- That Medicare for All implies a financially unrealistic package of health care services. Any insurer – government or commercial – has to end up implementing a defined benefit package, and the content and comprehensiveness of that coverage will always be subject to debate and negotiation. What Medicare for All does do is to move that dialogue into daylight, as we can consider as a nation what we wish to include in universal coverage and what not. That is exactly what happened, for example, when the ACA extended coverage for clinical prevention services, and when Congress took steps toward assuring mental health care parity. The current commercial insurance system does the same – deciding what is and is not covered – but it does that largely out of sight and without any real form of pubic accountability.
- That Medicare for All would unacceptably disrupt people’s current relationships with their health care insurers. Indeed, Medicare for All would give every American not now covered by Medicare a new insurer – a public insurer. Whether this threat to existing bonds between people and commercial insurers in fact troubles Americans I find doubtful. I suspect that what most Americans value is their bond with clinicians, not with insurers.
- That the tax increases implied by Medicare for All are massive. This represents a negative framing of a positive result. Yes, indeed, the fund flows for health care under Medicare for All would become public, as opposed to the private payment now channeled through payroll check deductions and employer contributions to commercial health insurance. These are existing fees – “taxes” really – through private channels. What the American worker cares most about financially is how much he or she takes home at the end of the day. Under Medicare for All, properly designed, that amount – take home pay – goes up, not down.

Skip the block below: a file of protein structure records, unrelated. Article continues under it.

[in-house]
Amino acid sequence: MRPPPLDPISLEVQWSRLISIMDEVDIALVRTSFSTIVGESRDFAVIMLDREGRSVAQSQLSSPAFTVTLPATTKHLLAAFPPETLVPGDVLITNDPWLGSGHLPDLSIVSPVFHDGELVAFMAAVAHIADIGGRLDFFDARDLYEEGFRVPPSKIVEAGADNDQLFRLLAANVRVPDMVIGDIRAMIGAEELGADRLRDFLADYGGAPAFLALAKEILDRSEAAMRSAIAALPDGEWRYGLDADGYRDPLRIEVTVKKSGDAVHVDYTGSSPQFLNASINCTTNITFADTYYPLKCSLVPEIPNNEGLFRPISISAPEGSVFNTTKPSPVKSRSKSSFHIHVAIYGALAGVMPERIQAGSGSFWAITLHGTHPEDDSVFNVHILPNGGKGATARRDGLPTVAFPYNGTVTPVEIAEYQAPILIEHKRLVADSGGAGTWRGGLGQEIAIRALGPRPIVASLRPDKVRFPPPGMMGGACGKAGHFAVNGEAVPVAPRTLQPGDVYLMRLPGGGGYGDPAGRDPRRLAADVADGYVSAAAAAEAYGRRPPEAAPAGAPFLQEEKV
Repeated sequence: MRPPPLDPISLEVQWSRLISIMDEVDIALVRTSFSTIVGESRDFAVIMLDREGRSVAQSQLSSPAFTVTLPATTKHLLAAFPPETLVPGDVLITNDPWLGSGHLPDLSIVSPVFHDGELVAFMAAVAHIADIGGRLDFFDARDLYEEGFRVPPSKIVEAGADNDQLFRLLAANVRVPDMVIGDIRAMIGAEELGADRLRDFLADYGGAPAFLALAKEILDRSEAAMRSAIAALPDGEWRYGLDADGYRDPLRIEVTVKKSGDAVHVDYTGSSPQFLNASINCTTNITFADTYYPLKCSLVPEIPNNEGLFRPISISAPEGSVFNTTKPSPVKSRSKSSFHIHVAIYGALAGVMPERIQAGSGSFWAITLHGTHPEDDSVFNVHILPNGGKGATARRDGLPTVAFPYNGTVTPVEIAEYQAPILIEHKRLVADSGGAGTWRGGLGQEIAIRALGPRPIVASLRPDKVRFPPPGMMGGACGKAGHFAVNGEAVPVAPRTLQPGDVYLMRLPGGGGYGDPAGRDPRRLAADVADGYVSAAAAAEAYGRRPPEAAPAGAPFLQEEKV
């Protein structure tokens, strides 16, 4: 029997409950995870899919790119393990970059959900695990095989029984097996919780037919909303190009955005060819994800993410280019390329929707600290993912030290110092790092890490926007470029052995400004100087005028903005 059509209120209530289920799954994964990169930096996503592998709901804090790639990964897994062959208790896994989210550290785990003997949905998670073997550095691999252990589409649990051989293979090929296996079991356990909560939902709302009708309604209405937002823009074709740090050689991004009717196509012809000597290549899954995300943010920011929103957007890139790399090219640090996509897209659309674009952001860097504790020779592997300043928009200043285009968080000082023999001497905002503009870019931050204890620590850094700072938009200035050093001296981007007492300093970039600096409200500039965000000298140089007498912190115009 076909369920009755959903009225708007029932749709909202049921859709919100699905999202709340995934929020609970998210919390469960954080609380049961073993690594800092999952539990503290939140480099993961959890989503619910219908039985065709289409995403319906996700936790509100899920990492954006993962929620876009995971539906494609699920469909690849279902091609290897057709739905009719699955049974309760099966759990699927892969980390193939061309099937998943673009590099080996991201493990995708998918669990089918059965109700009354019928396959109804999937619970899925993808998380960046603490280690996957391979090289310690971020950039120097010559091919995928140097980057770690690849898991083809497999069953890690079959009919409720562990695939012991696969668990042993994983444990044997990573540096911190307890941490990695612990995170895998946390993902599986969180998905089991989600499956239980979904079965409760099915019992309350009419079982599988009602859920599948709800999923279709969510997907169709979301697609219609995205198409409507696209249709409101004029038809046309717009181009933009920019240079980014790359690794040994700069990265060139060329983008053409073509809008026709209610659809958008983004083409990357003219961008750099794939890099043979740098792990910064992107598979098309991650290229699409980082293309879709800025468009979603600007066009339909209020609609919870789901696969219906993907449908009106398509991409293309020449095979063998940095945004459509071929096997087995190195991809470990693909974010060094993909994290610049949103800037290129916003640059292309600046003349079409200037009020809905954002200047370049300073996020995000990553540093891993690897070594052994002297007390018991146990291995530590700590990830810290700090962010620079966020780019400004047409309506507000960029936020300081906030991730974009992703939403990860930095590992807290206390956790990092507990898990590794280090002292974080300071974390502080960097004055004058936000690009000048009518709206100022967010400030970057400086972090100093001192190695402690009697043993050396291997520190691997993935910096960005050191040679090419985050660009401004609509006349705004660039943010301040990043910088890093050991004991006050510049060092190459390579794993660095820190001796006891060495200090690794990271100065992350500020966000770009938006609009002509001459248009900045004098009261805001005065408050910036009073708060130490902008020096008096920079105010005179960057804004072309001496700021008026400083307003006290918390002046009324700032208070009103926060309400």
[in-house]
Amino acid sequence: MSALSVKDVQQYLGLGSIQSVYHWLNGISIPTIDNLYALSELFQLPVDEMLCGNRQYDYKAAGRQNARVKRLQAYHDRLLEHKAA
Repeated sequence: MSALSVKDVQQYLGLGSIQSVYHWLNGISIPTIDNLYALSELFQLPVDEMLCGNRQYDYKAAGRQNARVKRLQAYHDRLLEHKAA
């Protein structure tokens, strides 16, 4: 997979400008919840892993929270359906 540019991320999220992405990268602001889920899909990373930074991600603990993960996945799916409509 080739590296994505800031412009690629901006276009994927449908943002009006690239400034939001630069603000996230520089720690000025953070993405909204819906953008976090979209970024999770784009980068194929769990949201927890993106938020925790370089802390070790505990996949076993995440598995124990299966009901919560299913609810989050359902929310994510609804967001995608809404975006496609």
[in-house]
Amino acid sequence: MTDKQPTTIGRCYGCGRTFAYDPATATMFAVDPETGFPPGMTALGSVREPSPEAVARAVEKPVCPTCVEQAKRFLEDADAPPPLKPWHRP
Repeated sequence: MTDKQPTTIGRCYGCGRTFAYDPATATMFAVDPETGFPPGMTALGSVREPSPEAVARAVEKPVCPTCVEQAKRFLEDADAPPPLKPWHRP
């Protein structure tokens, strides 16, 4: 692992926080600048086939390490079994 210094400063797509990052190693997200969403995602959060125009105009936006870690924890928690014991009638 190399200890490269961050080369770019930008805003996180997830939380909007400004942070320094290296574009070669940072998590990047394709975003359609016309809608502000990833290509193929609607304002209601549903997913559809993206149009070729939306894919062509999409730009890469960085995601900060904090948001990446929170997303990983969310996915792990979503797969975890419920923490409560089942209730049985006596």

I end where I began: Medicare for All is not an end in itself. It is a means to achieve what we care about: better care, better health, lower cost, and leaving no one out. I am open to considering any proposal that moves our nation fast and well toward those goals. Compared with Medicare for All, I see none better.
Ways and Means Hearing:
By Don McCanne, M.D.
For much of his career, Donald Berwick has been an outspoken supporter of improving quality in health care and, more recently, a supporter of Medicare for All. Until we can enact Medicare for All he does support making improvements in the Affordable Care Act. He supports accountable care organizations (ACOs) and value-based care (VBC) as he believes that they are a means to improve quality.
Because of uncertainties about the benefits and deficiencies of ACOs and VBC, some fear that he may have strayed as a supporter of single payer Medicare for All as he pursues these dubious solutions. His testimony before the House Ways and Means Committee should allay those fears. We can continue our efforts to educate our colleagues and the public on the refinements of an ideal single payer model, such as excluding ACOs, but the fundamentals are solid – comprehensive, high quality, affordable, equitable health care for all – and Donald Berwick clearly supports that.